Just wondering

I was just wondering if my understanding or recent experience is correct or not. I have been trying to rip (covert to mp3) some CD audio books. And, I wanted the files to be as tiny as possible.

I am using XP PRO SP2 and I experimented with several demo programs at different settings, and ended up with Xilisoft CD Ripper as my prefered program. (I am using MPEG-1 at 32 kbps in Mono. This seems to produce the smallest files, and I am generally satsified with the sound quality, since I want to do is listen to books on my cellphone.)

But, I was experiencing some odd phenomena. I kept getting an odd rythmic clicking sound that sometimes appeared in the background of the recording. This clicking sound is not really loud, but it is annoying during an otherwise “perfect” recording.

Some of the other ripping programs I tried also generated some strange artifacts at low bit rates (like cut-off words at the beginning of files), but Xilisoft CD Ripper is the only one that ever produced this particular clicking sound.

I tried re-converting at increased “Read Overlap” settings on Xilisoft CD Ripper and for a while I thought that that had solved the problem, but, it returned on different CDs. The clicking sound does not occur all the time, but when it appears on a particular track and seems to “stay there”, even when I try recording that particular track again.

Well, recently I tried disabling the “On-the-fly MP3 Encoding” and finally that seems to have solved the problem. But, I am now wondering what was going on, and whether or not it is likely to “strike again”.

As I understand it, by disabling the “On-the-fly MP3 Encoding” forces Xilisoft CD Ripper to create WAV files first, and then covert those into mp3. Can anyone explain to me why this seems to be improving the quality of the recordings?

Do you think that this will really solve my problem, or am I likely to get this clicking sound again on another different CD. (One problem is that I don’t know for sure if the problem there or not until I listened to entire recording, and in the case of audio books that can be many hours.)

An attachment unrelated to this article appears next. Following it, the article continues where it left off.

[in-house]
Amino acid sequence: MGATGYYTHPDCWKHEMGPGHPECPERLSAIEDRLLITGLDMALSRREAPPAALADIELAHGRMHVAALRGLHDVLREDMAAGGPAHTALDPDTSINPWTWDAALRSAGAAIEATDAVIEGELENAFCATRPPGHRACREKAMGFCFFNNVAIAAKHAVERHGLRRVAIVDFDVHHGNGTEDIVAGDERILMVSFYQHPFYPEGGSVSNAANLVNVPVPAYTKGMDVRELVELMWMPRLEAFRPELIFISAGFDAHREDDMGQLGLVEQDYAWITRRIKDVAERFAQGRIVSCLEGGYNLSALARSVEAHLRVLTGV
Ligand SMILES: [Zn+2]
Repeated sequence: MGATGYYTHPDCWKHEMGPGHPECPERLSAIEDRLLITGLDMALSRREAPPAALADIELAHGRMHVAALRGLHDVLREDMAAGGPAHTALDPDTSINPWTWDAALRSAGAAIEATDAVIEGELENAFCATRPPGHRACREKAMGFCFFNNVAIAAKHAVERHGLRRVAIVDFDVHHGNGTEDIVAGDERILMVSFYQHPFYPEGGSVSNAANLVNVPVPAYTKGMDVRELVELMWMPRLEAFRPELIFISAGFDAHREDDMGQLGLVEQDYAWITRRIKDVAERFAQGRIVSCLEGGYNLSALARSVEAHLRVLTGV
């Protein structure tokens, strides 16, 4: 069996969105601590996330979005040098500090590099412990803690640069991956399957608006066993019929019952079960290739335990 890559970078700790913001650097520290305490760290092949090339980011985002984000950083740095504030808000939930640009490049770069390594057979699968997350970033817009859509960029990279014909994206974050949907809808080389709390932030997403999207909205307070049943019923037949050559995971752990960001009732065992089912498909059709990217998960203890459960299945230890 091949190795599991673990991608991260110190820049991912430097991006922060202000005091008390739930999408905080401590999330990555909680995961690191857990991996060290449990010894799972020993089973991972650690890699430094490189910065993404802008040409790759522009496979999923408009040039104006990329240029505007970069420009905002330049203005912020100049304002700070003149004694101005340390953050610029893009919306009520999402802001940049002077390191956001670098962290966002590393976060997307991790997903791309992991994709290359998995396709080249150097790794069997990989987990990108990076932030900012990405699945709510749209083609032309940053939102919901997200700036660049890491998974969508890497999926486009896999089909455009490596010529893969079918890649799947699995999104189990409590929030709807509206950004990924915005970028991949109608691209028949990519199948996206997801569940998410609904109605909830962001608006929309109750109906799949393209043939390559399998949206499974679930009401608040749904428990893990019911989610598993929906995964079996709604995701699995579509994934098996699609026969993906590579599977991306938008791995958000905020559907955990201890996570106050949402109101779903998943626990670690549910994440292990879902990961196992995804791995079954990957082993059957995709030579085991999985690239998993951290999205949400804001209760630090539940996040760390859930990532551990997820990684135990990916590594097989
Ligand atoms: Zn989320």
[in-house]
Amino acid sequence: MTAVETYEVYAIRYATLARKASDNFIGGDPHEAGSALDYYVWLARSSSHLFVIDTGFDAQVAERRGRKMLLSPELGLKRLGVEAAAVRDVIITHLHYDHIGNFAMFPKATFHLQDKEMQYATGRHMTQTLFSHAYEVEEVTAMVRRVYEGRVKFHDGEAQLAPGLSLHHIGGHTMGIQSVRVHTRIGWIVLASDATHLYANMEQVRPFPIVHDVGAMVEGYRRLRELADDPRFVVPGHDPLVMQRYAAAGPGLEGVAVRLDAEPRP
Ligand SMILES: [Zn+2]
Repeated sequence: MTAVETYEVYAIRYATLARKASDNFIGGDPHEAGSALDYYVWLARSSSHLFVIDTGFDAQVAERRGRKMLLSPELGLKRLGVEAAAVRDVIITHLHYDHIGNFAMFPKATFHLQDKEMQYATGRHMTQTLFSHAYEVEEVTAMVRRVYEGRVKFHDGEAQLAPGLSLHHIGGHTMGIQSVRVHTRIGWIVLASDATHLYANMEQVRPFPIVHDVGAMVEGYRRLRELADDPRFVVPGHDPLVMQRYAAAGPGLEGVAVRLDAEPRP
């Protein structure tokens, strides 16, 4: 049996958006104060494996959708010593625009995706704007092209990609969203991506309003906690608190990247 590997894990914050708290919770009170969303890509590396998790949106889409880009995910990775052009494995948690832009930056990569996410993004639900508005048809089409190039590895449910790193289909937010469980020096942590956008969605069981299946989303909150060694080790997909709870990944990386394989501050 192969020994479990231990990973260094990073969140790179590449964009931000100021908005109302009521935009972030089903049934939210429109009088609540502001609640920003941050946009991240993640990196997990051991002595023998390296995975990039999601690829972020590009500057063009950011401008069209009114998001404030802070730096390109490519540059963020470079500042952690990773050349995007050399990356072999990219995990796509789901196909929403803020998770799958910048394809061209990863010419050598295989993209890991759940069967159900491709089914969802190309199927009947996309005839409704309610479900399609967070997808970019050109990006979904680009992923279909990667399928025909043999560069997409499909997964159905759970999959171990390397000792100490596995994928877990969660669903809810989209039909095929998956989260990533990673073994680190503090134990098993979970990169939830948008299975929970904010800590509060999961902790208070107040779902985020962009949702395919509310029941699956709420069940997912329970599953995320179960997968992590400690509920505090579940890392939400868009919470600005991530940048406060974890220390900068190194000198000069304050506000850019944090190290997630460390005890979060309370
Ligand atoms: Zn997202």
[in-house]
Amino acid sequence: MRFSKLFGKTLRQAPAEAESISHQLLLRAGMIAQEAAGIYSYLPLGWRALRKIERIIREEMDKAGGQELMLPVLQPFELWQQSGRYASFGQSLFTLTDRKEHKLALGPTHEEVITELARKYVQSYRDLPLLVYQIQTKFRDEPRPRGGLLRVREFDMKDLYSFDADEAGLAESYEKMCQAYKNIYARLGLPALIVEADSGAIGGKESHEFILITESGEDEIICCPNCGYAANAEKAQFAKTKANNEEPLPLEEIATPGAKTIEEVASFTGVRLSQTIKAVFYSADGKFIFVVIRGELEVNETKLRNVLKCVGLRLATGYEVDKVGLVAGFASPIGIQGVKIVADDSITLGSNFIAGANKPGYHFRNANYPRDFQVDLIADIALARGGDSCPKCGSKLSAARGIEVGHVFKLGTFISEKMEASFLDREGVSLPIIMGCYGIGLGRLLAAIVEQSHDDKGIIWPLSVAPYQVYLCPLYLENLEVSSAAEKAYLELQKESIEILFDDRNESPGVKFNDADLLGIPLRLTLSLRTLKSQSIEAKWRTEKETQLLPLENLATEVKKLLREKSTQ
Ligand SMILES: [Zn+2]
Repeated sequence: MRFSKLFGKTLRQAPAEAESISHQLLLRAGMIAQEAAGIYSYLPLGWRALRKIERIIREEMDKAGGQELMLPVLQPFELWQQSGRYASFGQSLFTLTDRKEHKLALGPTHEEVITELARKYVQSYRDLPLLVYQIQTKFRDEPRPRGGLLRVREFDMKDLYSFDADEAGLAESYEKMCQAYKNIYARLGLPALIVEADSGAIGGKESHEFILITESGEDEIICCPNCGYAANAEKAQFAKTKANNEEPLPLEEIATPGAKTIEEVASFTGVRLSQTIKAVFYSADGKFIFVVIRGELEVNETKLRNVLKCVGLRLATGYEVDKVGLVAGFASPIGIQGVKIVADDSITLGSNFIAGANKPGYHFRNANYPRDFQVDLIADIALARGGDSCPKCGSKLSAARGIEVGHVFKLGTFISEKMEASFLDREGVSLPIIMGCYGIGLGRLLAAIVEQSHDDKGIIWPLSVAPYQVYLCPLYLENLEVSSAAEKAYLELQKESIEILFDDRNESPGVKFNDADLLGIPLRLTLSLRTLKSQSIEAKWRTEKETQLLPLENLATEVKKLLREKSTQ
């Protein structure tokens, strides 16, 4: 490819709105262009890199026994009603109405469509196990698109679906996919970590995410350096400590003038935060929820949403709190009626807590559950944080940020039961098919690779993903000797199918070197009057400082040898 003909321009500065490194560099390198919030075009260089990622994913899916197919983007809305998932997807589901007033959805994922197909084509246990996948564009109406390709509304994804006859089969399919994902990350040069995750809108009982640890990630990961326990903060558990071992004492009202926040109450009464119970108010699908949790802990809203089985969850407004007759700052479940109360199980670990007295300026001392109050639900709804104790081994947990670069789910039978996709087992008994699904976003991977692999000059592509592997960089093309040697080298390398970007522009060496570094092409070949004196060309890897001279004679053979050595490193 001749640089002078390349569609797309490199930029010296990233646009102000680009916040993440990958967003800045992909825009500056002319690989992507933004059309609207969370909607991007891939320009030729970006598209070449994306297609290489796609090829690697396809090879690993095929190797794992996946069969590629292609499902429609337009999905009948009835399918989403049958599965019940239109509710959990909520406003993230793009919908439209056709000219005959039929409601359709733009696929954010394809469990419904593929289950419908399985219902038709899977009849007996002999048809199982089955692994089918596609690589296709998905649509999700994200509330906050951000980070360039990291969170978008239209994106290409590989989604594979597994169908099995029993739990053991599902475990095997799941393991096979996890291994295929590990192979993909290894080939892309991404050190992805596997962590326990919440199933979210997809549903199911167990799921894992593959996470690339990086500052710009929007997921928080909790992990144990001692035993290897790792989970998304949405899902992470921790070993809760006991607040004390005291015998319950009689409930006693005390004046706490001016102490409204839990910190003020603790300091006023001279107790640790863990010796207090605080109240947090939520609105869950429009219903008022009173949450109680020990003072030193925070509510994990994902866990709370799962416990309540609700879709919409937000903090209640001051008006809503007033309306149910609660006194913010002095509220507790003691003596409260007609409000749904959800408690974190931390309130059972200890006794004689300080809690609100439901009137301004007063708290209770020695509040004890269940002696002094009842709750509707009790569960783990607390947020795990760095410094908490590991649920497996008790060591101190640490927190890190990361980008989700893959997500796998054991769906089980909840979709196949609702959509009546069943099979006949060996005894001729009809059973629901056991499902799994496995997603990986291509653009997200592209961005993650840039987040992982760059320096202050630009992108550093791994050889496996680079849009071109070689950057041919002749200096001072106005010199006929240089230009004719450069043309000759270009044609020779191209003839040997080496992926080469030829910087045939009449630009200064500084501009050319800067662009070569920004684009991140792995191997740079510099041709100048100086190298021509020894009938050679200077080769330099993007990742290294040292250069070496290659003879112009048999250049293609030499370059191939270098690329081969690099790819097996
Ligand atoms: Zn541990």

If you think that creating WAV files in advance has really solved my problem, why can I not use “On-the-fly MP3 Encoding” (which is faster)? In other words, what is wrong with my computer?

Do I need a better sound card? (Does “On-the-fly MP3 Encoding” somehow pass through the soundcard? I am using a cheapo motherboard GA-K8VM800 motherboard with integrated audio, and I sometimes here strange -but different from the clicking sounds mentioned above- coming out of my speakers when the computer is on, even though no audio is being played.)

Would a faster CPU help? (I use a Sempron 3100+) Or, do I need more memory? (I have 1 GB)

All comments, suggestions and advice welcome. Thanks for your help.

Welcome to CD Freaks :slight_smile:

The information on the CDs is actually WAV already, but has a different header (i.e. labelled as something different) to it to make it play in a standalone CD player.

Compressing full resolution CD Audio down to 32kbps in mono is quite a lot of work for the computer to do, but also there may be gaps in the delivery of the CD data to the processor if the buffering of data from the CD drive isn’t that great. We come across this problem a lot with DVD copying, and for that reason doing anything ‘on-the-fly’ isn’t really recommended.

After you transfer the data to the hard drive, it can be supplied to the processor much faster and therefore the interruptions in data flow which might have produced the clicks, is less likely to be occurring.